Do you hold aspirations to someday lead a team, department, or organization? Perhaps you're there now, but challenged by how to navigate the countless decisions that come flying in your direction.

Well, the first thing you have to do, whether you're a line manager on the floor or an executive in the C-suite is to firmly accept the fact that the majority of your leadership role will be about people. Oh, you didn't know?

And since people are an organization's most appreciable asset (as the cliché goes), it becomes even more apparent that a leader's most important asset is...people skills (i.e., soft skills).

The Soft Skills Gap

In the DDI study "High Resolution Leadership," no more than half of front-line managers who participated in structured simulations actually displayed behaviors for effective interaction with people that leads to results. The biggest gaps found were:

  • Listening.
  • Responding with empathy.
  • Maintaining self-esteem.
  • Clarifying what others are saying.
  • Developing others' ideas.

What's Really Keeping CEOs Up at Night?

It gets worse. The Global Leadership Forecast 2014-15 study, conducted by DDI and The Conference Board, reveals an existential leadership threat that, if left unaddressed, may undermine success and profits for companies worldwide.

The short answer: Leaders just aren't ready to lead. In the research, CEOs continue to acknowledge with a majority vote that "human capital" remains their top challenge.

Four of the top 10 human capital strategies CEOs selected as crucial for their companies' success are focused on, what else...leadership. Among them:

  • Improve leadership development programs (I'll expand on this one soon).
  • Enhance the effectiveness of senior management teams.
  • Improve the effectiveness of frontline supervisors and managers.
  • Improve succession planning.

CEOs understand that their organizations cannot retain highly engaged, high-performing employees without developing leaders to manage, coach, develop, and inspire multigenerational, globally dispersed teams.

The Bottom Line

This shouldn't be a surprise. Survey responses in the DDI study from 13,124 leaders in 2,031 organizations in 48 countries concluded that investing in soft skills development for leaders produces hard, bottom-line results.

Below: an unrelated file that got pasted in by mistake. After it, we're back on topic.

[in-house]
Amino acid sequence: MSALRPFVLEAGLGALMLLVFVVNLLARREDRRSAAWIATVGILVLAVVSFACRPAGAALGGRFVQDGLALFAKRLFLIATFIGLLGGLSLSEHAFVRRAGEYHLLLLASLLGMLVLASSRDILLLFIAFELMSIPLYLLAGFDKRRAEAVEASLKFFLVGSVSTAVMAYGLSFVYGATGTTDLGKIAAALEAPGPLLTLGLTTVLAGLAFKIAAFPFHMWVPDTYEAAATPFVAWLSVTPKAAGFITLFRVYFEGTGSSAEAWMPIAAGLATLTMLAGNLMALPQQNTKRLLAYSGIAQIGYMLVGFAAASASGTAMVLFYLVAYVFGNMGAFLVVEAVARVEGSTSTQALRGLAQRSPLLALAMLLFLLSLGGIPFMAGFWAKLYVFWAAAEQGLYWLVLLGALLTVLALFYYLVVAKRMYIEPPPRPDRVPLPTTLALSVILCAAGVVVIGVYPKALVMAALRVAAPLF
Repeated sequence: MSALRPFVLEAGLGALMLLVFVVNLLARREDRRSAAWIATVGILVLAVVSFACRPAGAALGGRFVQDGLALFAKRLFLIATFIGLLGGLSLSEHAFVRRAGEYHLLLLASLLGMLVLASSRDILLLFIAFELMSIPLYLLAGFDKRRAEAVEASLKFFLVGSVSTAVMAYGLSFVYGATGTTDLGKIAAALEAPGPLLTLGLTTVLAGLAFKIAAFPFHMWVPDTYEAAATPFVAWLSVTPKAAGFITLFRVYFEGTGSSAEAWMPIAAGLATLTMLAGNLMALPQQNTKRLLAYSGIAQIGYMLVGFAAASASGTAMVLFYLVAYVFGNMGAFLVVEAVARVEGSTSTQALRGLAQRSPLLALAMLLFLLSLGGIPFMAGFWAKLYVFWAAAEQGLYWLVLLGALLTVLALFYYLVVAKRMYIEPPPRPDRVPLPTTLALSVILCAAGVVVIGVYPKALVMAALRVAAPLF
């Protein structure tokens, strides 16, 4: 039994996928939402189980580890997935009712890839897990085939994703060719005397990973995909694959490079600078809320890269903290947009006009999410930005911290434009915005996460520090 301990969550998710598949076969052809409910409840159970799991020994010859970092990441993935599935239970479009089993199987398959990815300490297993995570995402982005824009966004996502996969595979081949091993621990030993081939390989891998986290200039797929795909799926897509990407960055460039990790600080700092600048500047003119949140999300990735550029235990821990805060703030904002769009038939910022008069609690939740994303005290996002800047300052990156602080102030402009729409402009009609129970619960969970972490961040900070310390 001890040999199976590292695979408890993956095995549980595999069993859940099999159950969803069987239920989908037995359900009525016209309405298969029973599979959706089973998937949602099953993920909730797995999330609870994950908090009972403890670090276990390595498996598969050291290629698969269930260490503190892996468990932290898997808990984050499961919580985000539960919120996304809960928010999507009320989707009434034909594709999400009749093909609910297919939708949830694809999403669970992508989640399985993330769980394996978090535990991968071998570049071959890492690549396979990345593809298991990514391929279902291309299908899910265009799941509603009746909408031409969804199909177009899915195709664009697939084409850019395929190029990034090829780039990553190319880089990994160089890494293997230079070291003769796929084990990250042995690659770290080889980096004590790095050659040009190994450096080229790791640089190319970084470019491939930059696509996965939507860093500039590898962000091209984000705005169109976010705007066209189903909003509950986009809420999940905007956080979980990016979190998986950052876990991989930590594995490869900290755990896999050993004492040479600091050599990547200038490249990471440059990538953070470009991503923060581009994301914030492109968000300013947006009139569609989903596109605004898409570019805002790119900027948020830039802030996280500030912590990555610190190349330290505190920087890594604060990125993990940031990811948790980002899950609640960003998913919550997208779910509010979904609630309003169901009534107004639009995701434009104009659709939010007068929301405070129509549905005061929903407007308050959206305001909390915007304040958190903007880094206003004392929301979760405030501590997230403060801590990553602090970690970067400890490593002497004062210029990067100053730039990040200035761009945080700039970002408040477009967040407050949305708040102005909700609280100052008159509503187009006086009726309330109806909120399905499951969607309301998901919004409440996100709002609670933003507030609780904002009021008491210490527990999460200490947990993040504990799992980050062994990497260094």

This is no longer the wishful thinking of dreamy HR people infatuated with the idea of some idealistic Norman Rockwell-esque corporate culture. It is the stuff that reluctant executives have to finally acknowledge as a top priority during the annual budgeting sign-off process.

So that begs the question: With companies spending an estimated $50 billion a year on leadership development, why is leader quality going nowhere fast?

According to Barbara Kellerman in The End of Leadership, only 37 percent of leaders rated their leadership development program as effective. The overwhelming majority continues to be dissatisfied with their organization's development offerings, stating no improvement in their development over a seven-year span.

Moving Forward

Clearly, there's more to success than hiring and promoting leaders with hard management skills, drive, charisma, and high IQ.

Truth is, social and emotional intelligence (the soft stuff) are huge players in the business landscape where you have to deal with politics, communicate effectively to different personalities and egos, and have the foresight to deal with obstacles before they hit shore.

It's more than clear that, moving forward, organizations will have to rethink where they spend their money, and refocus their strategy to improve their existing development efforts, thereby improving leadership quality and minimizing the risks brought on by unprepared leaders. We are here to help in those efforts.